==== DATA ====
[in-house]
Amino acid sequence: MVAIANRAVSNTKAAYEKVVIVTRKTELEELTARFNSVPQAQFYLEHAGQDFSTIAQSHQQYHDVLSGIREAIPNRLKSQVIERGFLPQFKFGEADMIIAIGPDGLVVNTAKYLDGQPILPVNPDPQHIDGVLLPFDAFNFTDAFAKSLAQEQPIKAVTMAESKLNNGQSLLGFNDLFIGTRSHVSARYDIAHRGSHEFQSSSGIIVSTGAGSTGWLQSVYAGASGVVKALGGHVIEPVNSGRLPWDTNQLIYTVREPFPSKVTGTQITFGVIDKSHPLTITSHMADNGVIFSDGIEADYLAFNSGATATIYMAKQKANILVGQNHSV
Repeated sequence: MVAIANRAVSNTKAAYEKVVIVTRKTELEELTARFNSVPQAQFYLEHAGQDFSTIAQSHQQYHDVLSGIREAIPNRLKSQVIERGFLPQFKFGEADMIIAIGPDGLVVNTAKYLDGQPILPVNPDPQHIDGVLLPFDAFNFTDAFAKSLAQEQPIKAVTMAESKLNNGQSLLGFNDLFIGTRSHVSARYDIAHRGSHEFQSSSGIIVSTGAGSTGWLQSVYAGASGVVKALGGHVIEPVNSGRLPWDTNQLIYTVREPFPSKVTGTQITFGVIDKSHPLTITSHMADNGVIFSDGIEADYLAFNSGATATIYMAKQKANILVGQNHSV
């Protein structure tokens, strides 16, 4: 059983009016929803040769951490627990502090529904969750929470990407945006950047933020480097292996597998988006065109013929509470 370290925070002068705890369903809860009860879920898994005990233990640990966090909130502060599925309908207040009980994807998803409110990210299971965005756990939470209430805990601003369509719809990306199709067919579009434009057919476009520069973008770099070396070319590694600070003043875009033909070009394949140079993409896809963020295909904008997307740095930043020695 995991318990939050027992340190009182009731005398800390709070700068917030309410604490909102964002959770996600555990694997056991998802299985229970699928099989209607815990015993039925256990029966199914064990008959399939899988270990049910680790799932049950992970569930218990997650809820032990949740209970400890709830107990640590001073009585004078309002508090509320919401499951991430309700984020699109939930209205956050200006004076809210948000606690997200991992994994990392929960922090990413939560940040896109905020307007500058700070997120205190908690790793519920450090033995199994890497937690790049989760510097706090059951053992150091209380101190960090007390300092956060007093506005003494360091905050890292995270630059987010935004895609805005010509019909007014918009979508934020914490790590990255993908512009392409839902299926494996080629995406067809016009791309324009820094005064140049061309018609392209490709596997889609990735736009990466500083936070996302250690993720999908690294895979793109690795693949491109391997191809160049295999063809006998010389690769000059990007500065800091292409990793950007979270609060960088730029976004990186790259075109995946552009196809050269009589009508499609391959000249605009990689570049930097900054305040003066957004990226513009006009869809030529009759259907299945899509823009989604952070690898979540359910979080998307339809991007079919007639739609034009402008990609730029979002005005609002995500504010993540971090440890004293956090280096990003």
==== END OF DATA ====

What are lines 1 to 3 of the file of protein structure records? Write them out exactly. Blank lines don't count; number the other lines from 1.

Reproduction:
[in-house]
Amino acid sequence: MVAIANRAVSNTKAAYEKVVIVTRKTELEELTARFNSVPQAQFYLEHAGQDFSTIAQSHQQYHDVLSGIREAIPNRLKSQVIERGFLPQFKFGEADMIIAIGPDGLVVNTAKYLDGQPILPVNPDPQHIDGVLLPFDAFNFTDAFAKSLAQEQPIKAVTMAESKLNNGQSLLGFNDLFIGTRSHVSARYDIAHRGSHEFQSSSGIIVSTGAGSTGWLQSVYAGASGVVKALGGHVIEPVNSGRLPWDTNQLIYTVREPFPSKVTGTQITFGVIDKSHPLTITSHMADNGVIFSDGIEADYLAFNSGATATIYMAKQKANILVGQNHSV
Repeated sequence: MVAIANRAVSNTKAAYEKVVIVTRKTELEELTARFNSVPQAQFYLEHAGQDFSTIAQSHQQYHDVLSGIREAIPNRLKSQVIERGFLPQFKFGEADMIIAIGPDGLVVNTAKYLDGQPILPVNPDPQHIDGVLLPFDAFNFTDAFAKSLAQEQPIKAVTMAESKLNNGQSLLGFNDLFIGTRSHVSARYDIAHRGSHEFQSSSGIIVSTGAGSTGWLQSVYAGASGVVKALGGHVIEPVNSGRLPWDTNQLIYTVREPFPSKVTGTQITFGVIDKSHPLTITSHMADNGVIFSDGIEADYLAFNSGATATIYMAKQKANILVGQNHSV